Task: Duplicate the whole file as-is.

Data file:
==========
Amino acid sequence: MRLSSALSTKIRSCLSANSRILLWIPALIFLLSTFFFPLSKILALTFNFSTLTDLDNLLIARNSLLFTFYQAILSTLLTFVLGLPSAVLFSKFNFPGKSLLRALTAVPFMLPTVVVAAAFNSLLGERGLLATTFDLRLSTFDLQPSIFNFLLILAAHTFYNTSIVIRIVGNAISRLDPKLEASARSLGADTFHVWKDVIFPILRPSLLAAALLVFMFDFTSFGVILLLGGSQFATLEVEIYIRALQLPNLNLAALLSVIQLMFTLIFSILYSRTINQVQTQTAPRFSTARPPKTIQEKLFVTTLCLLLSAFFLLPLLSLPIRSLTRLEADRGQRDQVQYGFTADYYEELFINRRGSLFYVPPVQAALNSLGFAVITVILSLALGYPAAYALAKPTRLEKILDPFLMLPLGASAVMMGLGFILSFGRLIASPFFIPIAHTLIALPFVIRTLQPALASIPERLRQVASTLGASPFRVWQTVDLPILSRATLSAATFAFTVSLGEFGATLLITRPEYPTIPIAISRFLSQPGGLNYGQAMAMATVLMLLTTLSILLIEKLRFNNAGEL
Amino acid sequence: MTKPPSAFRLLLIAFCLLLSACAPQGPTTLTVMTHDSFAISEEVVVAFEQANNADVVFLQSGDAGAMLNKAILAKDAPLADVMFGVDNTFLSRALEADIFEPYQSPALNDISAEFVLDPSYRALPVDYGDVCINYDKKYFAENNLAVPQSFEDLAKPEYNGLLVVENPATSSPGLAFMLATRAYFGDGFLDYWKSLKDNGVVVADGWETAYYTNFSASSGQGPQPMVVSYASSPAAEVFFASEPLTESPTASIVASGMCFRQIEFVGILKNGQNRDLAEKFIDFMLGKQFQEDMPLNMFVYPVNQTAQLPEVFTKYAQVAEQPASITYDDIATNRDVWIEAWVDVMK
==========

Amino acid sequence: MRLSSALSTKIRSCLSANSRILLWIPALIFLLSTFFFPLSKILALTFNFSTLTDLDNLLIARNSLLFTFYQAILSTLLTFVLGLPSAVLFSKFNFPGKSLLRALTAVPFMLPTVVVAAAFNSLLGERGLLATTFDLRLSTFDLQPSIFNFLLILAAHTFYNTSIVIRIVGNAISRLDPKLEASARSLGADTFHVWKDVIFPILRPSLLAAALLVFMFDFTSFGVILLLGGSQFATLEVEIYIRALQLPNLNLAALLSVIQLMFTLIFSILYSRTINQVQTQTAPRFSTARPPKTIQEKLFVTTLCLLLSAFFLLPLLSLPIRSLTRLEADRGQRDQVQYGFTADYYEELFINRRGSLFYVPPVQAALNSLGFAVITVILSLALGYPAAYALAKPTRLEKILDPFLMLPLGASAVMMGLGFILSFGRLIASPFFIPIAHTLIALPFVIRTLQPALASIPERLRQVASTLGASPFRVWQTVDLPILSRATLSAATFAFTVSLGEFGATLLITRPEYPTIPIAISRFLSQPGGLNYGQAMAMATVLMLLTTLSILLIEKLRFNNAGEL
Amino acid sequence: MTKPPSAFRLLLIAFCLLLSACAPQGPTTLTVMTHDSFAISEEVVVAFEQANNADVVFLQSGDAGAMLNKAILAKDAPLADVMFGVDNTFLSRALEADIFEPYQSPALNDISAEFVLDPSYRALPVDYGDVCINYDKKYFAENNLAVPQSFEDLAKPEYNGLLVVENPATSSPGLAFMLATRAYFGDGFLDYWKSLKDNGVVVADGWETAYYTNFSASSGQGPQPMVVSYASSPAAEVFFASEPLTESPTASIVASGMCFRQIEFVGILKNGQNRDLAEKFIDFMLGKQFQEDMPLNMFVYPVNQTAQLPEVFTKYAQVAEQPASITYDDIATNRDVWIEAWVDVMK